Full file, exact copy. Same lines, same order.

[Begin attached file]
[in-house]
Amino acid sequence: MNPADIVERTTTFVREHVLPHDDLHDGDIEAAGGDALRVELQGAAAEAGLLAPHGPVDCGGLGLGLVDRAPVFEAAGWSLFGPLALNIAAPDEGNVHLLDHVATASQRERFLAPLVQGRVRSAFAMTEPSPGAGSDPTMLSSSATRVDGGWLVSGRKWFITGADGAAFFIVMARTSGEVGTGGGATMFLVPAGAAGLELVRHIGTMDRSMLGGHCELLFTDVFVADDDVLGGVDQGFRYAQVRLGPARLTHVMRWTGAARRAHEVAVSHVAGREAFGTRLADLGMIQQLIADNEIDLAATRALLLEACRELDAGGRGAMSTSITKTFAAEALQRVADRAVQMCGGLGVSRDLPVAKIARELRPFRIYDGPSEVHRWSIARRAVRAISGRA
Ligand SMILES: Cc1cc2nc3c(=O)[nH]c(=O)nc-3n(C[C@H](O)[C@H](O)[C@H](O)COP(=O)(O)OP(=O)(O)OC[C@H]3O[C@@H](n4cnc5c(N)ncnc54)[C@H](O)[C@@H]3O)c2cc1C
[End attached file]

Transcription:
[in-house]
Amino acid sequence: MNPADIVERTTTFVREHVLPHDDLHDGDIEAAGGDALRVELQGAAAEAGLLAPHGPVDCGGLGLGLVDRAPVFEAAGWSLFGPLALNIAAPDEGNVHLLDHVATASQRERFLAPLVQGRVRSAFAMTEPSPGAGSDPTMLSSSATRVDGGWLVSGRKWFITGADGAAFFIVMARTSGEVGTGGGATMFLVPAGAAGLELVRHIGTMDRSMLGGHCELLFTDVFVADDDVLGGVDQGFRYAQVRLGPARLTHVMRWTGAARRAHEVAVSHVAGREAFGTRLADLGMIQQLIADNEIDLAATRALLLEACRELDAGGRGAMSTSITKTFAAEALQRVADRAVQMCGGLGVSRDLPVAKIARELRPFRIYDGPSEVHRWSIARRAVRAISGRA
Ligand SMILES: Cc1cc2nc3c(=O)[nH]c(=O)nc-3n(C[C@H](O)[C@H](O)[C@H](O)COP(=O)(O)OP(=O)(O)OC[C@H]3O[C@@H](n4cnc5c(N)ncnc54)[C@H](O)[C@@H]3O)c2cc1C